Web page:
7. davidmhoffer says:

    Here’s a link to sea ice data where you can see for yourself that while the northern ice cap is below the 1979 to 2008 mean, the southern ice cap is well above it. Which one is it that agrees with you?

  8. warrenlb says:

    What are your Science credentials?

    • davidmhoffer says:

      If you wish to discuss the science by all means. If you wish to have a credential war, I’m not interested. The issues I raise in this post can be confirmed in any physics text book that covers the topic, and indeed they are confirmed in the IPCC literature itself (though very clever wording tends to obscure and distract attention from the core science). If there is an error in my math or my physics, by all means point it out.

      • DerekB says:

        No, credentials matter. It’s not enough to possess the tools, you have to know how to use them.
        Your calculation of the additional radiation from the Earth’s surface at a raised temperature overlooks that 90% of that radiation gets bounced back down by the troposphere. Crudely, you’d need ten times the increased radiation out to balance the increased greenhouse forcing. But that’s an overestimate for yet subtler reasons.

      • davidmhoffer says:

        Uh… no.
        If you needed 10 times as much out to “balance” the increased GHG forcing, by definition, the system would NOT be balanced.
        If you familiarize yourself with the application of Stefan-Boltzmann equations, one of the things that you will discover is that the amount of energy out before CO2 doubles is precisely the same as energy out after CO2 doubles with the exception of the transient period during which the system is realigning itself with warmer surface temps and cooler upper atmosphere temps. But the transient phase is, well, transient. Temporary in other words.

    • Bill Taylor says:

      8th grade science class is all it takes to understand co2 is plant FOOD, required for life as we know it…..and what a TINY role it plays in climate……..and i did get an 8th grade diploma.

  9. How is asking for your credentials an invitation “credential war”?

    Your defensiveness on the topic certainly speaks volumes!

    While one can certainly point out the many, many errors in what you humorously describe as “your math” and “your physics,” is that really a worthwhile exercise when dealing with somebody with no scientific chops whatsoever?

    • davidmhoffer says:

      The math comes straight out of formulas published in the United Nations Intergovernmental Panel on Climate Change, AR1 through AR5. The formula was plugged into an Excel spreadsheet using the built in natural log function and graphed for the range of CO2 concentrations shown. If you think the physics is wrong, by all means, go tell the IPCC, I’m sure they will be glad to hear from you. If you think the math is wrong, go tell the IPCC, they will be glad to hear from you. IF you can demonstrate that the math or physics is wrong, by all means, provide the documentation right here right now with a full explanation as to why. You won’t because you can’t, the reason you whine about credentials is that you have none of your own, you have no working knowledge of the math or physics to challenge me with, so instead you demand my credentials. That’s all you got? Seriously? The fact that CO2 is logarithmic is strewn throughout the IPCC reports, it is strewn throughout every physics paper and climatology paper on sensitivity that I’ve ever read. It is in every radiative physics text book written in the last 100 years.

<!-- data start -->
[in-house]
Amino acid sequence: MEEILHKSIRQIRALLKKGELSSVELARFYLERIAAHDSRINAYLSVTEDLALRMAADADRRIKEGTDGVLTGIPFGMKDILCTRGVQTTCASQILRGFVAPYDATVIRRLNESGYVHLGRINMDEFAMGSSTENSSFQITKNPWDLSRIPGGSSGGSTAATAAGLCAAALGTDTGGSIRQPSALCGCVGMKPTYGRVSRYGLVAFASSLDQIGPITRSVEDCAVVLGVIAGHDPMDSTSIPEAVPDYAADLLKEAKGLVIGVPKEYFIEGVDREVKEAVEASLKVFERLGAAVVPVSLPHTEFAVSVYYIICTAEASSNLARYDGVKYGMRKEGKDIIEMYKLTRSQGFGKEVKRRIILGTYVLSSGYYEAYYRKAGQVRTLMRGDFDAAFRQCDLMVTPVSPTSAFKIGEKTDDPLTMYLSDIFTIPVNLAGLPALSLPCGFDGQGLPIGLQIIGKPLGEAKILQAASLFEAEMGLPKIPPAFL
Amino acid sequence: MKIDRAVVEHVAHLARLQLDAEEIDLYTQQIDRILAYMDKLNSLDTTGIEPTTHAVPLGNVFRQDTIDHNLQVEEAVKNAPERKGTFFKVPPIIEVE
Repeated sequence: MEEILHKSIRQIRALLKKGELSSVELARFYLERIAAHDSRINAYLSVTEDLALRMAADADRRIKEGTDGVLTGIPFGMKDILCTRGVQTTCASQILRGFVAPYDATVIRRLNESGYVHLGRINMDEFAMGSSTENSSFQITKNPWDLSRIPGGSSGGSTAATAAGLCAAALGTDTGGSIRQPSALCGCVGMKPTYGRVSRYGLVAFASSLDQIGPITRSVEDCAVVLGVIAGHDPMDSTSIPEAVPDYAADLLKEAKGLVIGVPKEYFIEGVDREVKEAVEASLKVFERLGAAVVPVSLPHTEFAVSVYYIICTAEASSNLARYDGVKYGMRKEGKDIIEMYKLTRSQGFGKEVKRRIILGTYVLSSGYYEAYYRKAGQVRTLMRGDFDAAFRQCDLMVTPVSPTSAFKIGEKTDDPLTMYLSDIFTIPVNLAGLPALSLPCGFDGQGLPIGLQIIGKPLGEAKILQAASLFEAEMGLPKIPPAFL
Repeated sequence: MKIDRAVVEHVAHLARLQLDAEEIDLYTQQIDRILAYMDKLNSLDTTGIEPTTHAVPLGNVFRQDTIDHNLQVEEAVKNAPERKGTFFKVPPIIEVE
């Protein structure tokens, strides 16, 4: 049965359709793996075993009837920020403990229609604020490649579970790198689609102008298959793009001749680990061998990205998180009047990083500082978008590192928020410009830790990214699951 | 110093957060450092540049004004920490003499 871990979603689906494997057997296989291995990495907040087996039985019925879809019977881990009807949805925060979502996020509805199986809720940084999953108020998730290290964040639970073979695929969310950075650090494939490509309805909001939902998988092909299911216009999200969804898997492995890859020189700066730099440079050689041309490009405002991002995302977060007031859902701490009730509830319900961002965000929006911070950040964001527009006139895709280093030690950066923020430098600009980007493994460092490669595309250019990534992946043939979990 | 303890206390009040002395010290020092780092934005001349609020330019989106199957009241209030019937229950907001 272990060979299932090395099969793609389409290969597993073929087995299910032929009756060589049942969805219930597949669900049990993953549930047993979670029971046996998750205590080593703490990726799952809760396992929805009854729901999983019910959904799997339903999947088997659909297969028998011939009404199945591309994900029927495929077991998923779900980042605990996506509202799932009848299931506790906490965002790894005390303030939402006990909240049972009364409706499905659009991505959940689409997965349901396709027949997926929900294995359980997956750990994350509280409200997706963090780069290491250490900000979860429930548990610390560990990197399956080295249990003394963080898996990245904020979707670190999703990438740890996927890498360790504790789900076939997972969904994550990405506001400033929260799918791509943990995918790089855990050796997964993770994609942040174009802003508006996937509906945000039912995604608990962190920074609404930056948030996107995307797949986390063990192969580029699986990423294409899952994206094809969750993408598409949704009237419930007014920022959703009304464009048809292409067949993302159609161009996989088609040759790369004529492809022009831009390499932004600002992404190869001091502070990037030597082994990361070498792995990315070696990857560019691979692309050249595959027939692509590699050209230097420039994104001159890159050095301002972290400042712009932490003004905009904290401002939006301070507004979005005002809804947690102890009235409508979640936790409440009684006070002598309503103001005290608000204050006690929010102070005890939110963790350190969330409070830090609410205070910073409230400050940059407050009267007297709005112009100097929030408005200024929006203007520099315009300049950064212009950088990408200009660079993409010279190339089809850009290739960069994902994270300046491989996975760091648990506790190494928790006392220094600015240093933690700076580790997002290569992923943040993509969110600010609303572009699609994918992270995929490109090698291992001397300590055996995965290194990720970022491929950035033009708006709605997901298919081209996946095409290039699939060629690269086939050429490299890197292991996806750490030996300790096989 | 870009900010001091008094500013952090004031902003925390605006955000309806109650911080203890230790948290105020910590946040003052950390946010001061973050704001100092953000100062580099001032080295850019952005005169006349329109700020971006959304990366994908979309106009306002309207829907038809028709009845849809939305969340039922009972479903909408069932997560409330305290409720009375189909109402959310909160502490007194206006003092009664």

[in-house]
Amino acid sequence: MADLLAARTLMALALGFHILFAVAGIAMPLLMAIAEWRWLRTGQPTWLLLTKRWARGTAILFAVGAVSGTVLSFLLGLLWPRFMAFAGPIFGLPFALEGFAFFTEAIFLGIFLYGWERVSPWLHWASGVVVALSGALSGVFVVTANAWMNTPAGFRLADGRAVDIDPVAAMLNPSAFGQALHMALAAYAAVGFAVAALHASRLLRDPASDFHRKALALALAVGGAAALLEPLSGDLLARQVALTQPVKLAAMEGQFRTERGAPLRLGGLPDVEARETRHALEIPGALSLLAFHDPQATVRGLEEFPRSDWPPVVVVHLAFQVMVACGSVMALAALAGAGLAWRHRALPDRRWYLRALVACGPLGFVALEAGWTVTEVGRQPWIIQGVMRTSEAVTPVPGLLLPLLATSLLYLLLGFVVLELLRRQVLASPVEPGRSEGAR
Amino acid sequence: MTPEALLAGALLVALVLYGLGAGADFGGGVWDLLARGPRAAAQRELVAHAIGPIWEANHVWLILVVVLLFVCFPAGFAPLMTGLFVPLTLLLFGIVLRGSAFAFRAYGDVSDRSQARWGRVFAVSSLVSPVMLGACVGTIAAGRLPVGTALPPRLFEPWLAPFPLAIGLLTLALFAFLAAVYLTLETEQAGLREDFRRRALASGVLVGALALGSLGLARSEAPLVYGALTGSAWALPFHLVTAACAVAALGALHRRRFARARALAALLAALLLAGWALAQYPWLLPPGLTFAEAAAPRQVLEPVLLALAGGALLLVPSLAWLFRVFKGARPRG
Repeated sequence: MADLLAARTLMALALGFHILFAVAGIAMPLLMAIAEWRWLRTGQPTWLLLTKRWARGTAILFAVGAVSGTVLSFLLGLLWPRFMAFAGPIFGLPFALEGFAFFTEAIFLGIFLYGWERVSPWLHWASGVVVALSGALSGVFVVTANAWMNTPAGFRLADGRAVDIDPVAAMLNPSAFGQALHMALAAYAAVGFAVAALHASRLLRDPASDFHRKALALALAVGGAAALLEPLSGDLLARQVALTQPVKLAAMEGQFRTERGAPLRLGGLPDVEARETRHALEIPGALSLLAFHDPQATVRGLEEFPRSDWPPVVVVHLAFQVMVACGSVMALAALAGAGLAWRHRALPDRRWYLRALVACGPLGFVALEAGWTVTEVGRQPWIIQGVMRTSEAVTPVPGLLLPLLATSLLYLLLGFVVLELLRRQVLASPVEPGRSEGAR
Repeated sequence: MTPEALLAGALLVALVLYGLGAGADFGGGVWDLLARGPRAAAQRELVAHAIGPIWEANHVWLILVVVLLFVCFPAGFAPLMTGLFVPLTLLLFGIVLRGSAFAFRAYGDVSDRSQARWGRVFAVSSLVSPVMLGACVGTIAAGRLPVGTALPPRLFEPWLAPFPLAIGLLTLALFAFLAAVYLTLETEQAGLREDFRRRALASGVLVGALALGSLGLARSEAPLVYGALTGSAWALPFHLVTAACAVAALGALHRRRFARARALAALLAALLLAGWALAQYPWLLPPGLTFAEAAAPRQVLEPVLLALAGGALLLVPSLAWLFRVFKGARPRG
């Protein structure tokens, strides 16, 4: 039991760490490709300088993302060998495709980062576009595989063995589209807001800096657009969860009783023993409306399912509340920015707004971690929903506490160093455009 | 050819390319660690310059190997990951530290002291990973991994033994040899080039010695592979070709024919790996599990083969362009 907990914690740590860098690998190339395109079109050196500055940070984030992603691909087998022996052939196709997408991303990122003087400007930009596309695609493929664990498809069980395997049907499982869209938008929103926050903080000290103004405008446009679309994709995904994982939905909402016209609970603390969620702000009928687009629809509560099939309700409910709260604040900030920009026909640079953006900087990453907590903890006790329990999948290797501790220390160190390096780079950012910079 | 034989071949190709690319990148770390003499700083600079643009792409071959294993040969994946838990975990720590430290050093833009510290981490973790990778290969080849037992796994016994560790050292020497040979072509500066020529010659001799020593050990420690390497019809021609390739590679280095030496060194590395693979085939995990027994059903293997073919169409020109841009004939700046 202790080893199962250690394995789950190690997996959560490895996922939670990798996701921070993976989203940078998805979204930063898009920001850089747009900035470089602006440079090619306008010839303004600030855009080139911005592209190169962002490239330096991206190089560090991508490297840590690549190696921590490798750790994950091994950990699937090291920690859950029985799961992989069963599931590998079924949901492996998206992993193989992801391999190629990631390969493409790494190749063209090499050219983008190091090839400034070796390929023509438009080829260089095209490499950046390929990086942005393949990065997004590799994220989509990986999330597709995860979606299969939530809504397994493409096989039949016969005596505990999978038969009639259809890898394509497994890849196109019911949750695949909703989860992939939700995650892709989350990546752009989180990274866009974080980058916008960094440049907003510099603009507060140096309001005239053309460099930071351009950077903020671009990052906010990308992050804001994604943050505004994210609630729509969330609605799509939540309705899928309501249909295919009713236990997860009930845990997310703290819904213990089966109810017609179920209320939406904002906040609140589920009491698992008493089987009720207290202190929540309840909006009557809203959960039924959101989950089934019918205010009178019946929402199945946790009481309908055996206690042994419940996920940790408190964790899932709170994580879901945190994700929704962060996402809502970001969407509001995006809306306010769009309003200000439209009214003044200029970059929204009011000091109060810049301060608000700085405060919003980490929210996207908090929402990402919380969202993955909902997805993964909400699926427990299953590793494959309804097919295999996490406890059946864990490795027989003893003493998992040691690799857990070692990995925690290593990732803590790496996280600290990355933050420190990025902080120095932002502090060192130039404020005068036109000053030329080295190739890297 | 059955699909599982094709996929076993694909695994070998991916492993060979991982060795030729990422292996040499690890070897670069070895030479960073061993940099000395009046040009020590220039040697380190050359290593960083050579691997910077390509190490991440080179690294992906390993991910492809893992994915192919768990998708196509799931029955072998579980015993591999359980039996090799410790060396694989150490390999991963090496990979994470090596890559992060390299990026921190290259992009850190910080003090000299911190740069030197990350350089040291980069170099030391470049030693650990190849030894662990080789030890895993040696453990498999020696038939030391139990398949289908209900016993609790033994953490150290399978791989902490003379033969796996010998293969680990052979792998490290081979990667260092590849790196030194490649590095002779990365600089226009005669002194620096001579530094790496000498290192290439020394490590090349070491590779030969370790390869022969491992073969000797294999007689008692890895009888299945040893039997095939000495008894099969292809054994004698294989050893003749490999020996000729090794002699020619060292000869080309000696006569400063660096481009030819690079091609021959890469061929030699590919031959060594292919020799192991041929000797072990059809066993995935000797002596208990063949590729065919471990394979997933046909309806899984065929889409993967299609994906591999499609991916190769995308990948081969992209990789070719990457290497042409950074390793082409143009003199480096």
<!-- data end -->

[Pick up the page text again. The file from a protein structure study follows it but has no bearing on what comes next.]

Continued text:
If you wanted to point out that I have left out feedbacks from the direct effects of CO2 in my article, you would be correct. But you don’t even have the working knowledge of the subject to notice that. Talk about a lack of scientific chops, LOL.

  10. Brian H says:

    Note the new paper by Bill Gray, . The upper troposphere is dried, not moistened, by cumulus storm clouds. There is no positive feedback, and ECS is consequently about 0.3K, +/- 0.1K.

    Your graphs will be far more graphic with those numbers plugged in!

  11. Alan McIntire says:

    Check out “Voigt Profile” on an online search. At low concentrations of a gas, wattage is proportional to N, at medium concentrations it’s proportional to SQRT(ln N), and at high concentrations, it’s proportional to SQRT(N)

Leave a Reply

Fill in your details below or click an icon to log in: Logo

You are commenting using your account. Log Out / Change )

Twitter picture

You are commenting using your Twitter account. Log Out / Change )

Facebook photo

You are commenting using your Facebook account. Log Out / Change )

Google+ photo

You are commenting using your Google+ account. Log Out / Change )

Connecting to %s